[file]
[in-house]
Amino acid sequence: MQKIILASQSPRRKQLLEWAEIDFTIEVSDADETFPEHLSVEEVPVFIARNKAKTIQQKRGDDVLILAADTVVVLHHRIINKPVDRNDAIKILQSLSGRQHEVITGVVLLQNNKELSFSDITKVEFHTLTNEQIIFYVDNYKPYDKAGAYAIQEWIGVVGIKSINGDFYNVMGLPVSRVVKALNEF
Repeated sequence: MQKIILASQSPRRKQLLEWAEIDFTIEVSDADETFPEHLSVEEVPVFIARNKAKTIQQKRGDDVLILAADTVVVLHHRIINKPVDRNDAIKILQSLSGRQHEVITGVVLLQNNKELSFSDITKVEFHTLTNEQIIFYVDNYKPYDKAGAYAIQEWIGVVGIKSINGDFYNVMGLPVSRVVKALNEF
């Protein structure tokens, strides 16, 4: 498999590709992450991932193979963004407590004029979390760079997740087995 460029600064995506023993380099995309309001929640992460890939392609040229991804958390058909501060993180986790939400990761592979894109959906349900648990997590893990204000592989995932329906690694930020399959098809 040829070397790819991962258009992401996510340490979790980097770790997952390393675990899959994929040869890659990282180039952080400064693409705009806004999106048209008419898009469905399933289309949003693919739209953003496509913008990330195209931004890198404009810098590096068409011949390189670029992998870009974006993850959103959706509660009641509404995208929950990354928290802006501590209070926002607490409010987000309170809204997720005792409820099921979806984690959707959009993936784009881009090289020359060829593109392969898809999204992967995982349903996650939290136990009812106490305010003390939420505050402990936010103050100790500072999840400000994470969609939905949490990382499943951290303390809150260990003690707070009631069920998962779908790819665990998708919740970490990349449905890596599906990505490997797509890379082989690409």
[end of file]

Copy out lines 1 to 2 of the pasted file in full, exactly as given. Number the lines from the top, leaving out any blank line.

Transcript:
[in-house]
Amino acid sequence: MQKIILASQSPRRKQLLEWAEIDFTIEVSDADETFPEHLSVEEVPVFIARNKAKTIQQKRGDDVLILAADTVVVLHHRIINKPVDRNDAIKILQSLSGRQHEVITGVVLLQNNKELSFSDITKVEFHTLTNEQIIFYVDNYKPYDKAGAYAIQEWIGVVGIKSINGDFYNVMGLPVSRVVKALNEF